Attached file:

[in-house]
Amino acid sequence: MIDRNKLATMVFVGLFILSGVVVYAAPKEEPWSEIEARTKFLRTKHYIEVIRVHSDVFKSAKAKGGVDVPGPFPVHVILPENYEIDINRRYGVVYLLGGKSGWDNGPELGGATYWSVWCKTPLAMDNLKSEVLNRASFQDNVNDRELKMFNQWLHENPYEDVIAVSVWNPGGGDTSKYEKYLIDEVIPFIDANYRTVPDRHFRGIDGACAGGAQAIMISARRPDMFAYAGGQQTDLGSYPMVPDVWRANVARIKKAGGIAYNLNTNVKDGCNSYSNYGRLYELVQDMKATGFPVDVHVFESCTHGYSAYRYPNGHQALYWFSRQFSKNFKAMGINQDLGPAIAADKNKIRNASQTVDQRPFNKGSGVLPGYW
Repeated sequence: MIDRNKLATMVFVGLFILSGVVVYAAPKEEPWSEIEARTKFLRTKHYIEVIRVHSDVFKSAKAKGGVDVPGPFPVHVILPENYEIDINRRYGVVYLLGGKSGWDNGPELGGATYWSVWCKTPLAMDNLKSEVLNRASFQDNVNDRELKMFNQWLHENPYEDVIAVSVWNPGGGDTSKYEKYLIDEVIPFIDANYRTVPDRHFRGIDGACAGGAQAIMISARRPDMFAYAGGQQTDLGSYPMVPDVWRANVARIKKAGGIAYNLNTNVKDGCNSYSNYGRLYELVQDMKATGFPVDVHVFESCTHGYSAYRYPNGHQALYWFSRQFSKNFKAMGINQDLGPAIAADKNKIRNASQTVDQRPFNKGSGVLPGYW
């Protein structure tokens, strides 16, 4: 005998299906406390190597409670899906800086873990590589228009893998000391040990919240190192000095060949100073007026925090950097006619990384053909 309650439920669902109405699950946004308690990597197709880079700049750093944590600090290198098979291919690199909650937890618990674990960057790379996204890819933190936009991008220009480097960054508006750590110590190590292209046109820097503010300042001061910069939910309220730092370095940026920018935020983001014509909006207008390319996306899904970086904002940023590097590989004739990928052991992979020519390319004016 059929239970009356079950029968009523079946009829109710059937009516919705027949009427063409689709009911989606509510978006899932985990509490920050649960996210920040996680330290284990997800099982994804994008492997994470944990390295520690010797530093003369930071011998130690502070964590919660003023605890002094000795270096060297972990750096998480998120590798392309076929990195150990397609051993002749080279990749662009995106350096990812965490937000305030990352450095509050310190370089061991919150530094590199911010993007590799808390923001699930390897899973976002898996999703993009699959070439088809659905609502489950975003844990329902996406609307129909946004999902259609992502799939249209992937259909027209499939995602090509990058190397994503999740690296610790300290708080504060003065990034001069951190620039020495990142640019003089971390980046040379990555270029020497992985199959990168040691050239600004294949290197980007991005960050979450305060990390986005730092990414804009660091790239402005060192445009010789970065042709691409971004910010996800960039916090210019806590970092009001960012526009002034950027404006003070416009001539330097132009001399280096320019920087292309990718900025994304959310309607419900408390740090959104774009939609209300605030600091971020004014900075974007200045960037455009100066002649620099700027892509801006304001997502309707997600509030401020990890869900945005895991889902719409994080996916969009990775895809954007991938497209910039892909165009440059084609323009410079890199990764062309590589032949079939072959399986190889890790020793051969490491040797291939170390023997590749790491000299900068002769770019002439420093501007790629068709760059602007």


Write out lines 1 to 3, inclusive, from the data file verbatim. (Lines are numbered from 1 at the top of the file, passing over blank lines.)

[in-house]
Amino acid sequence: MIDRNKLATMVFVGLFILSGVVVYAAPKEEPWSEIEARTKFLRTKHYIEVIRVHSDVFKSAKAKGGVDVPGPFPVHVILPENYEIDINRRYGVVYLLGGKSGWDNGPELGGATYWSVWCKTPLAMDNLKSEVLNRASFQDNVNDRELKMFNQWLHENPYEDVIAVSVWNPGGGDTSKYEKYLIDEVIPFIDANYRTVPDRHFRGIDGACAGGAQAIMISARRPDMFAYAGGQQTDLGSYPMVPDVWRANVARIKKAGGIAYNLNTNVKDGCNSYSNYGRLYELVQDMKATGFPVDVHVFESCTHGYSAYRYPNGHQALYWFSRQFSKNFKAMGINQDLGPAIAADKNKIRNASQTVDQRPFNKGSGVLPGYW
Repeated sequence: MIDRNKLATMVFVGLFILSGVVVYAAPKEEPWSEIEARTKFLRTKHYIEVIRVHSDVFKSAKAKGGVDVPGPFPVHVILPENYEIDINRRYGVVYLLGGKSGWDNGPELGGATYWSVWCKTPLAMDNLKSEVLNRASFQDNVNDRELKMFNQWLHENPYEDVIAVSVWNPGGGDTSKYEKYLIDEVIPFIDANYRTVPDRHFRGIDGACAGGAQAIMISARRPDMFAYAGGQQTDLGSYPMVPDVWRANVARIKKAGGIAYNLNTNVKDGCNSYSNYGRLYELVQDMKATGFPVDVHVFESCTHGYSAYRYPNGHQALYWFSRQFSKNFKAMGINQDLGPAIAADKNKIRNASQTVDQRPFNKGSGVLPGYW